Title: Hattie Big Sky
Author: Kirby Larson
Publisher: Delacorte Press
Length: 289 pages
Synopsis: Hattie Inez Brooks, the sixteen year old protagonist of Hattie Big Sky, is an orphan who has never had a permanent family. She has always been “Hattie Here-and-There,” a dependent on others’ charity. However, her fate changes one day when she receives notice that her Uncle Chester, at his death, left her his claim out in Montana. Hattie leaves her home in Iowa for Montana, where she meets with all sorts of challenges. She has less than a year to “prove up” her claim, which means that she has less than a year to fence it and cultivate forty acres of it. Hattie takes the whole business in stride, doing battle with the elements, animals (both wild and domestic), herself, and even one of her neighbors. The story is laced with references to World War I and the anti-German sentiment that was rampant in the U.S. at the time. Full of both triumph and heartache, this book is well deserving of its Newbery Honor distinction.
My Thoughts: I love this book! I’ve always enjoyed a pioneer story, so I was already set up to enjoy this novel, even before I began reading it. However, Hattie’s voice completely drew me in. Each chapter begins with a letter to her sweetheart, Charlie, who is fighting the Huns in Europe, or a letter to her Uncle Holt back in Iowa. Later in the story, we get to read Hattie’s own “Honyocker Homilies,” articles describing her homesteading adventures she sends back to Iowa to be published in the local paper there. Larson definitely has a way with words. The reader gets to know Hattie and her colorful friends and neighbors through her excellent description. This is Hattie on her own lack of family:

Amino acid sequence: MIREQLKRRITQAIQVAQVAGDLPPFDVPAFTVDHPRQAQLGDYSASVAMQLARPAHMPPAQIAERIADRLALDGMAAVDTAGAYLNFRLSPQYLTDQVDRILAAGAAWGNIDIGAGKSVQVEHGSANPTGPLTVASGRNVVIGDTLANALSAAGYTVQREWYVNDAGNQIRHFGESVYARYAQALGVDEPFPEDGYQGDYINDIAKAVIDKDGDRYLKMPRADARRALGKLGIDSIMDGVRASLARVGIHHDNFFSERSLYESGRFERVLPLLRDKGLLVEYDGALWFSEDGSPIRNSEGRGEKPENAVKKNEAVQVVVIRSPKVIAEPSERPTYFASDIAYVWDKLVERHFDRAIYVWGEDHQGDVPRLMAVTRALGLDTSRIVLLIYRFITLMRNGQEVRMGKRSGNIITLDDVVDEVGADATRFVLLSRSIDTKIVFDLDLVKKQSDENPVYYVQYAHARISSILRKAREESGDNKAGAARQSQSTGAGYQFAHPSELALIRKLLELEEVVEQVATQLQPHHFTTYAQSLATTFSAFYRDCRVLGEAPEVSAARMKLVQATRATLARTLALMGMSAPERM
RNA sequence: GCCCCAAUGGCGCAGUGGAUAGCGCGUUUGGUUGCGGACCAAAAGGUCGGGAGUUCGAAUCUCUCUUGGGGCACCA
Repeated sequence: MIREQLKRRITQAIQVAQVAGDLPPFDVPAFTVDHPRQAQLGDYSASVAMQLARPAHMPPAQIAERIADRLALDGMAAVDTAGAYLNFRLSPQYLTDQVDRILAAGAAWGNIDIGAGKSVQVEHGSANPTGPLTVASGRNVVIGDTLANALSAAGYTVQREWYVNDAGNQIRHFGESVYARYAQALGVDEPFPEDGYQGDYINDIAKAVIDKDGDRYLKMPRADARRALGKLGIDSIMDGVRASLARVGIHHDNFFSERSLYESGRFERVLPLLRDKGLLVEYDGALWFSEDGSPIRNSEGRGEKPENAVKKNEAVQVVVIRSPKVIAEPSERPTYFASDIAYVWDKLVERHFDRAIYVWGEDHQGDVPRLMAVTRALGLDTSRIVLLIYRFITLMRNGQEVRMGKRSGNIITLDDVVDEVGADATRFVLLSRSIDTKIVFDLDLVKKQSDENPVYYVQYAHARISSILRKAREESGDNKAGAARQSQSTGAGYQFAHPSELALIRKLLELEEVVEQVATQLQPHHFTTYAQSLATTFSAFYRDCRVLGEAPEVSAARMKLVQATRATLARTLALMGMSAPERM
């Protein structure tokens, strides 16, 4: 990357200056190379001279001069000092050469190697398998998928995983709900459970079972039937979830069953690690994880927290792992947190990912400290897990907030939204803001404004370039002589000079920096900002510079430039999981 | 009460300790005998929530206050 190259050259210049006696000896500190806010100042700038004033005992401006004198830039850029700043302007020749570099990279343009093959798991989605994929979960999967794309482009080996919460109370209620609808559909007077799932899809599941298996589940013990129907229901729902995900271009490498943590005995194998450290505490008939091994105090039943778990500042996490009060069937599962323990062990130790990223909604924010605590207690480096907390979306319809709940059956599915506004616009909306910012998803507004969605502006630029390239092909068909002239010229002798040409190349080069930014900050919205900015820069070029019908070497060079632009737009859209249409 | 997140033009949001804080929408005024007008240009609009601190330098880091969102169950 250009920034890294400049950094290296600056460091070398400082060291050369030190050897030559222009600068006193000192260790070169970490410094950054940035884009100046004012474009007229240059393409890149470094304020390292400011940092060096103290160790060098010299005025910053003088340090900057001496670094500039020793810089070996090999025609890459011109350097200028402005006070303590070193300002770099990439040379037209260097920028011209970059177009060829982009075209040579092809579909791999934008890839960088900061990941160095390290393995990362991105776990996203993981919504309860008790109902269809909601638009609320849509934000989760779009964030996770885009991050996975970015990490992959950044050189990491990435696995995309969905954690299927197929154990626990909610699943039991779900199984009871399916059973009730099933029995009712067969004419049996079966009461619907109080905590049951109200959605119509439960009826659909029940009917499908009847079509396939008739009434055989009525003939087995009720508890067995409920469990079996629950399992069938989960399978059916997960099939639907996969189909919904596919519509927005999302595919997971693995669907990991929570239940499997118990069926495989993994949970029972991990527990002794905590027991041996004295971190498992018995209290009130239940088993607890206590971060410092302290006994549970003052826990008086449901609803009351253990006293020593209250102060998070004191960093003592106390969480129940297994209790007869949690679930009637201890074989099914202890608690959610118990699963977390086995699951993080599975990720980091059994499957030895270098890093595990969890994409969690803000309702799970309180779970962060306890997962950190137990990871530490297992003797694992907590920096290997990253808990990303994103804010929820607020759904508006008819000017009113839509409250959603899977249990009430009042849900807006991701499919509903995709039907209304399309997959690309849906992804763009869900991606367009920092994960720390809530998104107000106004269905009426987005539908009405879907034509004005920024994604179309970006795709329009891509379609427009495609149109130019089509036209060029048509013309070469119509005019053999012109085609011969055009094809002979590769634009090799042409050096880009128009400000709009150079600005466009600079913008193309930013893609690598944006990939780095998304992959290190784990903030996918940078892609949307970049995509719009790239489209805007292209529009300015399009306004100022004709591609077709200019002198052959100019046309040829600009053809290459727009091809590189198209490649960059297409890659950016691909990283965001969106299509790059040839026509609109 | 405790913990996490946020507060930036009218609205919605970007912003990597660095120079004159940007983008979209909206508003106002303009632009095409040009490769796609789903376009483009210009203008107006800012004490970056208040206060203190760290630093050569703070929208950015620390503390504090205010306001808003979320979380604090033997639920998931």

I’d been orphaned before I lost my baby teeth. Pa’s story was a familiar one to any miner’s family: the coal dust ate up his lungs. I was just two or three when he passed. Aunt Seah took me in when I was five, after Mama died. The doctor said it was pneumonia that took her, but Aunt Seah claimed it was a broken heart. The kindest of my many stops along the way, she gave me the gift of certainty that my parents had loved one another. After Aunt Seah got too old to keep me, I was shuffled from one relative to another–some of them pretty far down on the shirttail. I’d stay to help out with this person or that until I’d run out of folks who needed help and didn’t mind an extra mouth to feed to get it.
This is Hattie’s appraisal of her new home on the prairie:
I looked in disbelief. House was a Charlie term–kind and generous. Aunt Ivy’s chickens had better accommodations. The structure wasn’t much bigger than Uncle Holt’s tool shed and was put together with about as much care. Gaps in siding revealed black tar paper, like decay between haphazard teeth. Two wood-block steps led up to a rough-hewn door. A small window–the only window, I was to find out–left of the door stared dully at me. My own gaze in return was no doubt equally as dull.
Although Hattie finds her place and a family on the prairie, life is not easy for her at all. In fact, she realizes that even after all her hard work, she will likely still lose her claim:
I sat, quiet and alone. No tears. No shaking my fist at God. Nothing but a heavy stone in my chest that used to be a heart filled with dreams and possibilities. There should be fireworks, at least, when a dream dies. But no, this one had blown apart as easily as a dandelion gone to seed.
This is a beautifully written story that is certainly tinged with tragedy, but in the end, Hattie does indeed find her place under the Big Sky. In addition to being a Newbery Honor book for 2007, this novel is also based on the author’s own family history; her great grandmother was the original Hattie who struck out on her own on the Montana prairie as a sixteen year old. Knowing that such stories actually took place made this novel all the richer for me. I am anxious now to read the Newbery winner for 2007 since it beat Hattie Big Sky. It must be a truly outstanding book!